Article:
The following three steps will protect the integrity and intent of your proposed workplace whilst still managing the required constraints:
- Early Investigation – A good tenant representative will ensure that due diligence covers this issue prior to any leasing agreement. Negotiation of power allowances should be considered prior to Heads of Agreement (HoA) being executed and before you are legally bound contractually.
- Avoid Over-Specification – UPS’s, workstation power, meeting room supplementary A/C – all have the potential to be over-spec’d “just in case”. A good project manager will ensure that electrical design is managed in the context of the building limits. Your power requirements should be accurately quantified to avoid a design that will not be approved by the building owner.
- Close liaison with Base Building Engineers – Ensuring that the base building engineer understands your design and is across power usage calculations is key to the final approval
In the case of the above, the project was placed on hold for a couple of weeks to address the issue. If our client has to change their power demand, will the business be able to perform to the high level their clients expect? If a reduction in power demand is not an option, what is the plan B?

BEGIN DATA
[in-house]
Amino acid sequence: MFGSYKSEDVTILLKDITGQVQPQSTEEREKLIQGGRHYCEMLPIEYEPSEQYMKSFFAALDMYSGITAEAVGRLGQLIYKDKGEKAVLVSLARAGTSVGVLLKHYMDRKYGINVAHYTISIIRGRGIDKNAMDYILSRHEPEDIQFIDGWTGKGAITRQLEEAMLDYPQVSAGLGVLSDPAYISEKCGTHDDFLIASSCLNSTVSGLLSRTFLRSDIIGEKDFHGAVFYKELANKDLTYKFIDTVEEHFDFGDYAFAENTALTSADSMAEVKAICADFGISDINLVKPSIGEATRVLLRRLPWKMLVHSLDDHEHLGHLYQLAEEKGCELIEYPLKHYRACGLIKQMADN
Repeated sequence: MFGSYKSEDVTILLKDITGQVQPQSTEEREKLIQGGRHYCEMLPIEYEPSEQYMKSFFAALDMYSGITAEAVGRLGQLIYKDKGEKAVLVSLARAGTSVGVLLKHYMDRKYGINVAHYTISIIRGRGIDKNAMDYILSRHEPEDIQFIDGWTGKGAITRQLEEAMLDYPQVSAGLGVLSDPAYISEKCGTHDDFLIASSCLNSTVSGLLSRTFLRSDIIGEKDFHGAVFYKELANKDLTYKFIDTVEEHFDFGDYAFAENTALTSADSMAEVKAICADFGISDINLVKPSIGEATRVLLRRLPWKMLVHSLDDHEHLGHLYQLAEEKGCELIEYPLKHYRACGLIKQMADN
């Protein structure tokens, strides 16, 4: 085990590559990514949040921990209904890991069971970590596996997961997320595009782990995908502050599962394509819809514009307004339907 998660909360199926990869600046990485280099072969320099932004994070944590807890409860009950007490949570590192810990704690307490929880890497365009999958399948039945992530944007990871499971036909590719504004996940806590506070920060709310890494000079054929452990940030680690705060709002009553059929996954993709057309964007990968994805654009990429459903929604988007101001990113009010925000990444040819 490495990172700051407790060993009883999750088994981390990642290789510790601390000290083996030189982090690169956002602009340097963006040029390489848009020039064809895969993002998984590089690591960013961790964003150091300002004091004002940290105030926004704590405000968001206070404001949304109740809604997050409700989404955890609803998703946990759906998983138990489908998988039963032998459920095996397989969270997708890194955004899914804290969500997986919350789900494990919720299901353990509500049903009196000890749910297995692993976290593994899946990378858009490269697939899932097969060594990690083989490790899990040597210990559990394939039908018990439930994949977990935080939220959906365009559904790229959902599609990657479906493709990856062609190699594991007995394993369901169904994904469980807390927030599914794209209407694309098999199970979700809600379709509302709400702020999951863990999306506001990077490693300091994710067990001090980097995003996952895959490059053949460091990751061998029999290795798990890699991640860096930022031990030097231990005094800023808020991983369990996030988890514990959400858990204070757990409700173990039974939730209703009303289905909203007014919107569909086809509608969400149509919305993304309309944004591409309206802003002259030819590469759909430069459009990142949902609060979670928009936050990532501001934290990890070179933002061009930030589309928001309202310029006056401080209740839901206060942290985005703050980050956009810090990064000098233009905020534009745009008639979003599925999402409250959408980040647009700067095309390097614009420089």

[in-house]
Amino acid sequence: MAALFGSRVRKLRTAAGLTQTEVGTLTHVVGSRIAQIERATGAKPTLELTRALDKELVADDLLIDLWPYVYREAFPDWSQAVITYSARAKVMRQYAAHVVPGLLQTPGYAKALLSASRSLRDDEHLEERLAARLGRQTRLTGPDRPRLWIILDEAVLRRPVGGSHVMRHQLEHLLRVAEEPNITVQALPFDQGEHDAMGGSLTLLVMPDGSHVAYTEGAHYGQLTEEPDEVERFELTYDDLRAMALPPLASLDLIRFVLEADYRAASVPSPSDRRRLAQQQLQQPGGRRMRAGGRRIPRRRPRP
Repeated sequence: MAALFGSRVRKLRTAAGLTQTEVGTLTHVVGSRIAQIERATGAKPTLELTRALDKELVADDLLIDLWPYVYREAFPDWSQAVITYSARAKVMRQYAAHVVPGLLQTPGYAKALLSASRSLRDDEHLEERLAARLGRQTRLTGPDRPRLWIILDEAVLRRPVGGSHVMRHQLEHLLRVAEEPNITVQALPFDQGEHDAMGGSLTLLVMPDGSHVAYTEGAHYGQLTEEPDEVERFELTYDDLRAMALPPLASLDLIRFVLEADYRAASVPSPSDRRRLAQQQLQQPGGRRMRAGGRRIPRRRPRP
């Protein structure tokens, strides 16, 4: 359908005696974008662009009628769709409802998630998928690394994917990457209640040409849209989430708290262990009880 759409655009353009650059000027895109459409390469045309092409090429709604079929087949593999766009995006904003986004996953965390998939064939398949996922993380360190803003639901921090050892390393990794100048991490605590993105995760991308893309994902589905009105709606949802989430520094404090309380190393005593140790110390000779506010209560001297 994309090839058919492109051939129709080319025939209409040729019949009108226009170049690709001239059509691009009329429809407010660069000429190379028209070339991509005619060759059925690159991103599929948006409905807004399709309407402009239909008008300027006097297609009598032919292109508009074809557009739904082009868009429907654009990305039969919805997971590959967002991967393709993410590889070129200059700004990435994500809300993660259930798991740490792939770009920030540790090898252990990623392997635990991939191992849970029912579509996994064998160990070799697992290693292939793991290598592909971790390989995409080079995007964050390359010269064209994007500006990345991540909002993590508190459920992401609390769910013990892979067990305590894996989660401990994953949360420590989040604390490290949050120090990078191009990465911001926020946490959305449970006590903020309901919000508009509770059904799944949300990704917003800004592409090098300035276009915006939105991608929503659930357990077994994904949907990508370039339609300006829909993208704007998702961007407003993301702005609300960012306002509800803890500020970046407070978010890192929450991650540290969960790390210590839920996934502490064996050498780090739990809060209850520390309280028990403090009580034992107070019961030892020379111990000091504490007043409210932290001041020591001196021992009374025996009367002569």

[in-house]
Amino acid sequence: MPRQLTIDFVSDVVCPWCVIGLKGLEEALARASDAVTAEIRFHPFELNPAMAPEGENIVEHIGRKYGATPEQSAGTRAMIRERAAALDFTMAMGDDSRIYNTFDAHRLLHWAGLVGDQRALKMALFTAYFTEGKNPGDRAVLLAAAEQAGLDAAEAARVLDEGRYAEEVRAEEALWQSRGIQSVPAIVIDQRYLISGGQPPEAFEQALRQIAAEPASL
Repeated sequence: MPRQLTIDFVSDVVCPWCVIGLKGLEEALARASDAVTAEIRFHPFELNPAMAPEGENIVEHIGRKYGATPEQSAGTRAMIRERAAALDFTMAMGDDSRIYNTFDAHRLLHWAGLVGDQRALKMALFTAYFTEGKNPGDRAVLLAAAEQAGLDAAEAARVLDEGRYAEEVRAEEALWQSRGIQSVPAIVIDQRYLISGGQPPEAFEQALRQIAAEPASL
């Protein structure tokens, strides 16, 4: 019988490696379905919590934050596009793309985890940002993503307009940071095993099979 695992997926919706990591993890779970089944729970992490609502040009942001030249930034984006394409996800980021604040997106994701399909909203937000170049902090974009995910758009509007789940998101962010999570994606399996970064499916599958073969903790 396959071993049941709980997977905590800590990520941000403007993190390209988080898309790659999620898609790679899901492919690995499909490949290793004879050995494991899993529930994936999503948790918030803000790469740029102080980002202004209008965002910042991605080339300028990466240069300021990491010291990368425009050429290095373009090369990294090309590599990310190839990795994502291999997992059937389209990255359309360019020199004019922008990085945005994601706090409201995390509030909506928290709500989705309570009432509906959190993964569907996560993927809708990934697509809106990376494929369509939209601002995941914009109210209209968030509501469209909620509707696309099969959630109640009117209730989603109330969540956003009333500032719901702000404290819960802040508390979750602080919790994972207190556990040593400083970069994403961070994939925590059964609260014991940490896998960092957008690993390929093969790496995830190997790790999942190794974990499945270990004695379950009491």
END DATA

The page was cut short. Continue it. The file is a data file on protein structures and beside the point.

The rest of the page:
Fortunately, as partners with the organisation we were able to work through the above steps and identify a solution for them. Due diligence by our project management team, prior to signing the lease did mean that should the worst case scenario arise and no agreement reached that they would be able to ‘step away’ from the intended move and seek an alternate property option. Although, potentially inconvenient, any costs of breaking a lease were pre-empted. They were not locked into a lease and an option to further investigate and negotiate on the power allowances was available.
Our experience in design and project management enabled us to establish clarity of what their “essential” requirements really were. It was determined that a portion of their stated proposed power usage was over and above their actual requirements, classified as “just in case” and consequently some changes could be made to their proposed plans. The result of this process was a reworked design that still met their needs, and allowed them to come in under the power allowance and move into their preferred property.
The lesson learned here is to ensure that either a member of your team is sufficiently experienced in design and construction management to investigate any potential issues prior to committing your organisation to a “White Elephant” property lease. If that is not possible, engage a professional in the area to partner you in due diligence as a part of the property process, such as an end-to-end tenant representative firm or experienced design or project management firm. The cost to do so far outweighs the cost of having to sublease/assign a lease and loss of productivity.
Within your commercial lease there are many other clauses and costs that can have a significant impact on the success of your new workplace. For further information, our detailed guide “relocating your business” can assist you in preparing for the event.